In contrast to the internationally wide-spread stereotype of Russia as a revisionist power in the High North, this book argues that Moscow tries to pursue a double-sided strategy in the region. On the one hand, Russia aims at defending her legitimate economic interests in the region. On the other hand, Moscow is open to co-operation with foreign partners that are willing to partake in exploiting the Arctic natural resources. The general conclusion is that in the foreseeable future Moscow’s strategy in the region will be predictable and pragmatic rather than aggressive or spontaneous. The authors argue that in order to consolidate the soft power pattern of Russia’s behavior a proper international environment in the Arctic should be created by common efforts. Other regional players should demonstrate their responsibility and willingness to solve existing and potential problems on the basis of international law.
This monograph discloses the estate-based social structure of contemporary Russia by way of outlining the principles of the USSR's peculiar estate system, and explaining the new social estates of post-Soviet Russia. Simon Kordonsky distinguishes and describes in particular the currently existing Russian service and support estates. He introduces the notions of a resource-based state and resource-based economy as the political and economic foundations for Russian society’s estate structure. His study demonstrates, moreover, how the method of inventing and institutionalizing threats plays a dominant role in the mode of distribution of scarce resources in such a social system.
The book shows fundamental differences between resource- as well as threat-based economies, on the one side, and traditional risk-based economies, on the other, and discloses what this means for Russia’s future.
Utilizing a wide range of empirical cases, the contribiutions in this edited volume highlight the different aspects of the role, development and societal background of civil society in Central and Eastern Europe. The chapter “Striving for Social Change” investigates the role of NGOs in the fields of HIV/AIDS, drug policy and human rights in the Russian Federation.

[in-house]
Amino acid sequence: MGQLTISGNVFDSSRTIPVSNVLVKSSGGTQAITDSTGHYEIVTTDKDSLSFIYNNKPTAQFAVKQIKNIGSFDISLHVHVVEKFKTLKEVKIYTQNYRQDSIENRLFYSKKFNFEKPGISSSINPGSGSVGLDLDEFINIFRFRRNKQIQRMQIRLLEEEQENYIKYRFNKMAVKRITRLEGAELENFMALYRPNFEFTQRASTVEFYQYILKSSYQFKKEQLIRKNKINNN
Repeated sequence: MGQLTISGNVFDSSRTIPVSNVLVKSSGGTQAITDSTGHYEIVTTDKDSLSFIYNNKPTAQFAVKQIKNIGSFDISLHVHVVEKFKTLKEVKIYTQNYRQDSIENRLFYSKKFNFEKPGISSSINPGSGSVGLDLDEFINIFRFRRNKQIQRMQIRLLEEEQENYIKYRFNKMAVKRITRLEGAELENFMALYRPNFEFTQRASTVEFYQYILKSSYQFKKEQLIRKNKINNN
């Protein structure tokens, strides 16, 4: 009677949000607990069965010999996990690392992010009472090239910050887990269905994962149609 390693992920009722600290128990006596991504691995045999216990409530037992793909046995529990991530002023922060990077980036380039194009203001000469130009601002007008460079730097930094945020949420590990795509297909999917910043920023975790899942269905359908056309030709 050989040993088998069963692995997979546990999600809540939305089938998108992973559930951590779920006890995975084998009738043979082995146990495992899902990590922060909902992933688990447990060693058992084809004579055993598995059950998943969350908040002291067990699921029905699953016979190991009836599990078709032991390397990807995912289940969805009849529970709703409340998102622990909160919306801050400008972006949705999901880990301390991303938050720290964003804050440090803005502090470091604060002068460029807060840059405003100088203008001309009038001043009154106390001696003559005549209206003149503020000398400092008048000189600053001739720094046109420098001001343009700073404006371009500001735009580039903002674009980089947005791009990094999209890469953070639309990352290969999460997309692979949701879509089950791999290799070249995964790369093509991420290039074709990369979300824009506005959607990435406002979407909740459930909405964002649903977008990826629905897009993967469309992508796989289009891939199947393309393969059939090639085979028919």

This innovative book offers a fresh perspective on the national work culture of Russia and the substantial role foreign institutional and cultural impact has had in shaping it. Russia's contemporary work culture is understood as a national system supplemented by new values and attitudes that have been adopted through the mediation of foreign individuals and corporations or in response to the challenges of Western competition. The book argues that the foreign factor triggers change in the landscape of Russia's work culture, the scope of which depends on the type of influence. However, there is a certain core of the work culture that remains resistant to any external impact.
This timely book offers a fresh perspective on the issue of contemporary migratory labor, otkhodnichestvo, in Russia-the temporary departure of inhabitants from small towns and villages for short-term jobs in the major cities of Russia. Although otkhodnichestvo is a mass phenomenon, it is not reflected in official economic statistics. Based on numerous interviews with otkhodniks and local experts, this stunningly original work focuses on the central and northern regions of European Russia. The authors draw a social portrait of the contemporary otkhodnik and offer a sociological assessment of the economic and political status these 'wandering workers' live with.